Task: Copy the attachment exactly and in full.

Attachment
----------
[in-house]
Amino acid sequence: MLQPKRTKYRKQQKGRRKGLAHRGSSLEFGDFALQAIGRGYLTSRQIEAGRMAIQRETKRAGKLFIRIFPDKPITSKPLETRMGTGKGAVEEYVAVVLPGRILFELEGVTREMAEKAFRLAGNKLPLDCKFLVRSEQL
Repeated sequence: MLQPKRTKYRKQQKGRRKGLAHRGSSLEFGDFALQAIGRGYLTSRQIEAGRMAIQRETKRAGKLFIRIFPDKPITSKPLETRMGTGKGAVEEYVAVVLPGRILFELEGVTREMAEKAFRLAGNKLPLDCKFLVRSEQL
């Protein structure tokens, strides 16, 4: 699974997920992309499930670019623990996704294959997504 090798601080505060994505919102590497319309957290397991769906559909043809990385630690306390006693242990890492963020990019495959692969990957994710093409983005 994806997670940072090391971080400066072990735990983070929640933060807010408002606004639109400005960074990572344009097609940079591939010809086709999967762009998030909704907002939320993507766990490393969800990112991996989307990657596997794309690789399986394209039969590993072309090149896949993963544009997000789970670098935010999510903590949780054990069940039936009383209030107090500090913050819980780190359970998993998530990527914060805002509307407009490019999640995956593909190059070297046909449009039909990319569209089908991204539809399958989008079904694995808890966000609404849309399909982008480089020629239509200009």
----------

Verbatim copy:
[in-house]
Amino acid sequence: MLQPKRTKYRKQQKGRRKGLAHRGSSLEFGDFALQAIGRGYLTSRQIEAGRMAIQRETKRAGKLFIRIFPDKPITSKPLETRMGTGKGAVEEYVAVVLPGRILFELEGVTREMAEKAFRLAGNKLPLDCKFLVRSEQL
Repeated sequence: MLQPKRTKYRKQQKGRRKGLAHRGSSLEFGDFALQAIGRGYLTSRQIEAGRMAIQRETKRAGKLFIRIFPDKPITSKPLETRMGTGKGAVEEYVAVVLPGRILFELEGVTREMAEKAFRLAGNKLPLDCKFLVRSEQL
């Protein structure tokens, strides 16, 4: 699974997920992309499930670019623990996704294959997504 090798601080505060994505919102590497319309957290397991769906559909043809990385630690306390006693242990890492963020990019495959692969990957994710093409983005 994806997670940072090391971080400066072990735990983070929640933060807010408002606004639109400005960074990572344009097609940079591939010809086709999967762009998030909704907002939320993507766990490393969800990112991996989307990657596997794309690789399986394209039969590993072309090149896949993963544009997000789970670098935010999510903590949780054990069940039936009383209030107090500090913050819980780190359970998993998530990527914060805002509307407009490019999640995956593909190059070297046909449009039909990319569209089908991204539809399958989008079904694995808890966000609404849309399909982008480089020629239509200009």